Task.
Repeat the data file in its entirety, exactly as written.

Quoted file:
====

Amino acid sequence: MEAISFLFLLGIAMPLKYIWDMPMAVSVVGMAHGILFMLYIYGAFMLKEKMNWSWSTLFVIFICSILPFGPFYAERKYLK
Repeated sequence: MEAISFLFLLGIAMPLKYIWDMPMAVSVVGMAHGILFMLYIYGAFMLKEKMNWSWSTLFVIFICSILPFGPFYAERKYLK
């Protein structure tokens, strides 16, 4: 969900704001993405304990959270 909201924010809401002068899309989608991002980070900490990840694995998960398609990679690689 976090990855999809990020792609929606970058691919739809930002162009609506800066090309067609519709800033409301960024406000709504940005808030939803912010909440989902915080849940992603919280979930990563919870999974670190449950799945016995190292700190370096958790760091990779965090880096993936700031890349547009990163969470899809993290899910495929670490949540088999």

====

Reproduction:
Amino acid sequence: MEAISFLFLLGIAMPLKYIWDMPMAVSVVGMAHGILFMLYIYGAFMLKEKMNWSWSTLFVIFICSILPFGPFYAERKYLK
Repeated sequence: MEAISFLFLLGIAMPLKYIWDMPMAVSVVGMAHGILFMLYIYGAFMLKEKMNWSWSTLFVIFICSILPFGPFYAERKYLK
């Protein structure tokens, strides 16, 4: 969900704001993405304990959270 909201924010809401002068899309989608991002980070900490990840694995998960398609990679690689 976090990855999809990020792609929606970058691919739809930002162009609506800066090309067609519709800033409301960024406000709504940005808030939803912010909440989902915080849940992603919280979930990563919870999974670190449950799945016995190292700190370096958790760091990779965090880096993936700031890349547009990163969470899809993290899910495929670490949540088999």